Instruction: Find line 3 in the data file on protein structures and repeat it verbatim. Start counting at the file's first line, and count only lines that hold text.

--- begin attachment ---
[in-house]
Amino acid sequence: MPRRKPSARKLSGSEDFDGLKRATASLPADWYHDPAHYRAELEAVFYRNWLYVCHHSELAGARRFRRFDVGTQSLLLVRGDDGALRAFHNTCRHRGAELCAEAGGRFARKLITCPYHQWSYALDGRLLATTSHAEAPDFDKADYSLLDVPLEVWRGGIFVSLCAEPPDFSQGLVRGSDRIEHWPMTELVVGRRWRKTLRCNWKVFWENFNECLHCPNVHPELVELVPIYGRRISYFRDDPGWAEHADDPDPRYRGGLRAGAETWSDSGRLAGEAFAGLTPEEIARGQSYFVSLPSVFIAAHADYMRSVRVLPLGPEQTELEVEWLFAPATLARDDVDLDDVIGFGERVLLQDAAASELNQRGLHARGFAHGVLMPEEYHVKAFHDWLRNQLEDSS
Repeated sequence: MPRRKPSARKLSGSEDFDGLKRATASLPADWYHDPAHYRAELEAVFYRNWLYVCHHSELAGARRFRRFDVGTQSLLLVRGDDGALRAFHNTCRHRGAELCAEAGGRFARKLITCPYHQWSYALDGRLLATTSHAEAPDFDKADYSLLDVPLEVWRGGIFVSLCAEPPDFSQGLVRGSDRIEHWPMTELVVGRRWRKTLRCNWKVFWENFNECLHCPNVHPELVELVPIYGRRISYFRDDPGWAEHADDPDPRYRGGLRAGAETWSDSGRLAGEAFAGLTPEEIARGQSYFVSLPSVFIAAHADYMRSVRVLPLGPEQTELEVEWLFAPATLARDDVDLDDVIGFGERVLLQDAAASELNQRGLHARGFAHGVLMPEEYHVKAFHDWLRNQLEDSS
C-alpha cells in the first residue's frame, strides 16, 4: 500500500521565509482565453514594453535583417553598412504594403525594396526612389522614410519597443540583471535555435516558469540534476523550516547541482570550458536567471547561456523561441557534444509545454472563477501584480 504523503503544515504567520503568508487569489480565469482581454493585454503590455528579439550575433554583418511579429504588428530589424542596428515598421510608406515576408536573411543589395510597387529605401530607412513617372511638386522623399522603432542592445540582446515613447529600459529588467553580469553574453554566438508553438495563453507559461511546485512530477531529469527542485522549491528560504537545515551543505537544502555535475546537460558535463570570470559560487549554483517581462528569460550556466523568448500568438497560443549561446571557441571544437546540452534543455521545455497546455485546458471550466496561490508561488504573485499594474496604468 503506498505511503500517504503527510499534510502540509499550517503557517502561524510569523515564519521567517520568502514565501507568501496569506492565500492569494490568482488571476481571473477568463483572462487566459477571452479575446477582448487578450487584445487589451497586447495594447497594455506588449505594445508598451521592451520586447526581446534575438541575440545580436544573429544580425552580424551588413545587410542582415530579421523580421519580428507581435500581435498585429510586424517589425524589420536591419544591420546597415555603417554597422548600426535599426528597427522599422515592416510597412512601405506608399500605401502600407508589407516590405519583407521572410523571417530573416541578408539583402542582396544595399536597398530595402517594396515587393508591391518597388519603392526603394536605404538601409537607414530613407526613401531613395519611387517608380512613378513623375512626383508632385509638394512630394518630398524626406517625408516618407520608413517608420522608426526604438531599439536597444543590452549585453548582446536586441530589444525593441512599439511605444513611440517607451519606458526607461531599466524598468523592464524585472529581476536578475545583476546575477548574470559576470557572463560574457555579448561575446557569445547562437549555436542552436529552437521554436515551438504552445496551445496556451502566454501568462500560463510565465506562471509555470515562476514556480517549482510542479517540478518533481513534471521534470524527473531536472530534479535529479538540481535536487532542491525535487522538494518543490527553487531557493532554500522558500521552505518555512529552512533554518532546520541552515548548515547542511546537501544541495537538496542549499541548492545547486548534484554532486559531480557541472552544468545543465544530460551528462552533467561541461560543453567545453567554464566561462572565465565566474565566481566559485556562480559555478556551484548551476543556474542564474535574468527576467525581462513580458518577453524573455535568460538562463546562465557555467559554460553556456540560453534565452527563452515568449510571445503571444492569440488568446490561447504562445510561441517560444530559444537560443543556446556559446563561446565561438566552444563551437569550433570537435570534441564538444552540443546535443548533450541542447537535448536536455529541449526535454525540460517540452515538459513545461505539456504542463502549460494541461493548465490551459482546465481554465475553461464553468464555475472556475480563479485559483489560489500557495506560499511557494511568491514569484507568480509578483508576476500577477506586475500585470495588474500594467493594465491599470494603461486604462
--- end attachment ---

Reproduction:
Repeated sequence: MPRRKPSARKLSGSEDFDGLKRATASLPADWYHDPAHYRAELEAVFYRNWLYVCHHSELAGARRFRRFDVGTQSLLLVRGDDGALRAFHNTCRHRGAELCAEAGGRFARKLITCPYHQWSYALDGRLLATTSHAEAPDFDKADYSLLDVPLEVWRGGIFVSLCAEPPDFSQGLVRGSDRIEHWPMTELVVGRRWRKTLRCNWKVFWENFNECLHCPNVHPELVELVPIYGRRISYFRDDPGWAEHADDPDPRYRGGLRAGAETWSDSGRLAGEAFAGLTPEEIARGQSYFVSLPSVFIAAHADYMRSVRVLPLGPEQTELEVEWLFAPATLARDDVDLDDVIGFGERVLLQDAAASELNQRGLHARGFAHGVLMPEEYHVKAFHDWLRNQLEDSS